• Kidney Issues. The kidneys play a vital role in regulating sodium levels in the body. When salt levels are too high, the kidneys have to work harder to excrete excess sodium, which can lead to kidney damage over time.
  • More fluid retention, causes bloating, weight gain, and swollen ankles. This can be particularly problematic for individuals with heart or kidney issues.

While everyone benefits from cutting down salt, certain groups are at higher risk of complications:

  • People with High Blood Pressure or Kidney disease: Excessive sodium raises blood pressure, which is a risk factor for heart health and stroke. The kidneys process sodium, so people with chronic kidney disease are more susceptible to the negative effects of high sodium intake.
  • People with Heart Disease: High sodium intake can exacerbate heart disease by increasing blood pressure and fluid retention, which can lead to complications like heart failure and stroke.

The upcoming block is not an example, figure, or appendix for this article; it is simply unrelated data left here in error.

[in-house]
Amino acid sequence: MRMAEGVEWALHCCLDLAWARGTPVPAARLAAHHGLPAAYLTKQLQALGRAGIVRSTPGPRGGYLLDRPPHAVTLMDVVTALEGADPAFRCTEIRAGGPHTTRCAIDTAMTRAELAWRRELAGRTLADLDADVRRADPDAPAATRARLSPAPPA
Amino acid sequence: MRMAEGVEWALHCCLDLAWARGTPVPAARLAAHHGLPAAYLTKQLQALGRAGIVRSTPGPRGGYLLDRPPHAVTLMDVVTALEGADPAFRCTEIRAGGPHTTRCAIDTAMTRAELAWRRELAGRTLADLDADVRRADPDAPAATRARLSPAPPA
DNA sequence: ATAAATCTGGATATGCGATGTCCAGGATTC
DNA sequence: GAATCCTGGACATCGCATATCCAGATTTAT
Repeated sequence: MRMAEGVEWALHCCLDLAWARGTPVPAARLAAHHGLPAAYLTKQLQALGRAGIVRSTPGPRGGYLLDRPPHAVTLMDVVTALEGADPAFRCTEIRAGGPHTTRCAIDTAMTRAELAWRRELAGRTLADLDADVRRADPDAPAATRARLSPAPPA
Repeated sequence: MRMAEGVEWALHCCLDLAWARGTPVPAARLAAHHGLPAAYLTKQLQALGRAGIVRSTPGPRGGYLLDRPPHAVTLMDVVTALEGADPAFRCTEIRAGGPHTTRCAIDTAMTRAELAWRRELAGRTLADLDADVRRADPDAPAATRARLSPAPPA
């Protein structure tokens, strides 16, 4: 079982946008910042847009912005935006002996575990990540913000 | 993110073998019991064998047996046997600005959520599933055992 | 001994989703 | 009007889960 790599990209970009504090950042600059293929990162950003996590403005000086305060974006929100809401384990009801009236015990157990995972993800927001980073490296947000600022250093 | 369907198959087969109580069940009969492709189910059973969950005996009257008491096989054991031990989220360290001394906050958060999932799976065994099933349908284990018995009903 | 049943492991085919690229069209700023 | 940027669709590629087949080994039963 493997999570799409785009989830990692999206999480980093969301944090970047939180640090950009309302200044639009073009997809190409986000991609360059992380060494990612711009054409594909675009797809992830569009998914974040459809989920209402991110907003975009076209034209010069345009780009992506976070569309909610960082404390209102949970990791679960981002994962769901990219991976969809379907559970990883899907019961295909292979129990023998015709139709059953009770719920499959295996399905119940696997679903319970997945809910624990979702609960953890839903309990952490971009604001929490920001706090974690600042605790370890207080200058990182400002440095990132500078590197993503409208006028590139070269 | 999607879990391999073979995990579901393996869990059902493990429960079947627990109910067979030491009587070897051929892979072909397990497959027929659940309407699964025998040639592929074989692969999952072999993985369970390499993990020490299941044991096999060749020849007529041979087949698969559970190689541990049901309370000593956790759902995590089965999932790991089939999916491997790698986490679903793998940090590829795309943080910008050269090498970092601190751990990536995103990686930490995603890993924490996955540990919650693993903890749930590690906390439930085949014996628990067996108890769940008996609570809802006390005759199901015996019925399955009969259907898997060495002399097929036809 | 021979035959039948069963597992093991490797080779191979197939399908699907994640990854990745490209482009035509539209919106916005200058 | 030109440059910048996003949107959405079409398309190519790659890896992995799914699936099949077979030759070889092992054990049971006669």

• Pregnant women: Excess sodium during pregnancy increases the odds of high blood pressure and preeclampsia, harming both mother and baby. Lowering sodium intake promotes a healthy pregnancy.
  • Older Adults: They face a higher likelihood of high blood pressure and other health issues that worsen with high sodium intake. Reducing sodium helps maintain overall health and lowers age-related health risks.

On the other hand, too little salt can also impact your health. Low sodium levels in your body can lead to a condition called hyponatremia. This is usually caused by an excess of water in your body which dilutes your body’s sodium levels. You might notice this happening when you exercise on a hot day or go for a long run. Both water and sodium are lost through sweating, but if you’re only drinking water to replenish yourself, your sodium levels might get too diluted – causing mild to moderate symptoms like muscle cramps, headaches, and fatigue. In severe cases, it can lead to mental confusion and seizures. Hyponatremia can also be caused if you have an underlying medical condition (such as liver or kidney disease), taking certain medications or diuretics, or binge drinking.